Americans and their political leaders are schizophrenic about immigration, and what passes today for policy is a mess.
Comes now more confusion: Western Idaho's Canyon County has filed a federal lawsuit alleging that large employers are violating the Racketeering Influenced and Corrupt Organizations Act (RICO) because, allegedly, they're hiring illegal aliens.
From this distance, the action looks like a stretch. Defendants also deny anything illegal. And there's the distinct appearance of politics involved: The lawsuit was spearheaded by Canyon County Commissioner Robert Vasquez, who is a candidate for Congress in District 1.
That aside, states and local governments are left to deal with immigration issues that are properly the responsibility of the White House and Congress—neither of which have done much to take charge.
With Mexico now the preeminent exporter of illegal drugs into the United States, with the Mexican border still porous enough for more illegal crossings, and with an estimated 10 million illegals now here, delaying a firm, enforceable policy only worsens conditions for states where border-crossers head.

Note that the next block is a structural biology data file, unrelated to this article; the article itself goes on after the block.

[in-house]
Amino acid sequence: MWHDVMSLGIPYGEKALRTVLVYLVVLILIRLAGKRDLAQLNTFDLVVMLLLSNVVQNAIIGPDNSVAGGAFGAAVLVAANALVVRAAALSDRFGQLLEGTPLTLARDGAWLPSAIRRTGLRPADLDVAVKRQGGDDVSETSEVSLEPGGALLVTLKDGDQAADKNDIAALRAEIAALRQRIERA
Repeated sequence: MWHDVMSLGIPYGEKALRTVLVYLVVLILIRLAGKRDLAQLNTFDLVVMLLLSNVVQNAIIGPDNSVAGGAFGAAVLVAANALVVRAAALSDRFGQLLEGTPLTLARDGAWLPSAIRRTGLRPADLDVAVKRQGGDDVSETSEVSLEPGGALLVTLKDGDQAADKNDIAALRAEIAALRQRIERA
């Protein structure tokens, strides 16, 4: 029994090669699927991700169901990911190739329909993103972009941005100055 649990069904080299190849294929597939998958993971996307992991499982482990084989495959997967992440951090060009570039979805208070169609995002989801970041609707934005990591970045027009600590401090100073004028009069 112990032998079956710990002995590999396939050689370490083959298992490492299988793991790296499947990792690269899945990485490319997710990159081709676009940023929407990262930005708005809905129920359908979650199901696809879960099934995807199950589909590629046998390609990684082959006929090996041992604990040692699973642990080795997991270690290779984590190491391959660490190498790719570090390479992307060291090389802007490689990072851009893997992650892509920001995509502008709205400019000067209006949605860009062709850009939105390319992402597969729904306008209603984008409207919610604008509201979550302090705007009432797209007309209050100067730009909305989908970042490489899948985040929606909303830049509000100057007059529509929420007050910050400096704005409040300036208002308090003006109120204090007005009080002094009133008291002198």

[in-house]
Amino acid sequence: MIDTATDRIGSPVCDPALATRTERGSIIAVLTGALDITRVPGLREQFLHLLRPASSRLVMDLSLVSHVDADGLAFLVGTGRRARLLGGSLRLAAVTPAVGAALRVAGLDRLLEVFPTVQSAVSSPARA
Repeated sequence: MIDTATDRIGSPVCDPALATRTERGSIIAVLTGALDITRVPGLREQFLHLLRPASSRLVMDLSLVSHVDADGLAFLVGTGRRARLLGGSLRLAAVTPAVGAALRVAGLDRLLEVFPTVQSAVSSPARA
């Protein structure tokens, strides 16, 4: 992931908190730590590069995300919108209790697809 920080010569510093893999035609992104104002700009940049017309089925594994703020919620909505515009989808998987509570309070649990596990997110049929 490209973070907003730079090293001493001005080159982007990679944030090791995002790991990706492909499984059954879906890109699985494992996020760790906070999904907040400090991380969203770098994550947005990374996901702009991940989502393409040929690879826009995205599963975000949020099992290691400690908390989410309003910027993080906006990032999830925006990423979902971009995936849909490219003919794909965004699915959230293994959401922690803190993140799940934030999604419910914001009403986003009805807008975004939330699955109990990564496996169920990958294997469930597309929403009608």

Deporting all illegals through eventual visa incentives (as U.S. Sen. Jon Kyl, R-Arizona, proposes) is unrealistic and unworkable, although politically appealing.
More workable is Sen. John McCain's legislation that provides an "amnesty" for illegals already here in exchange for registering. This would get a handle on the problem while not disrupting hundreds of employers who depend on unskilled labor.
In the end, however, sealing the Mexico-U.S. border is the only true solution. That will take more effort than the White House and Congress have shown thus far.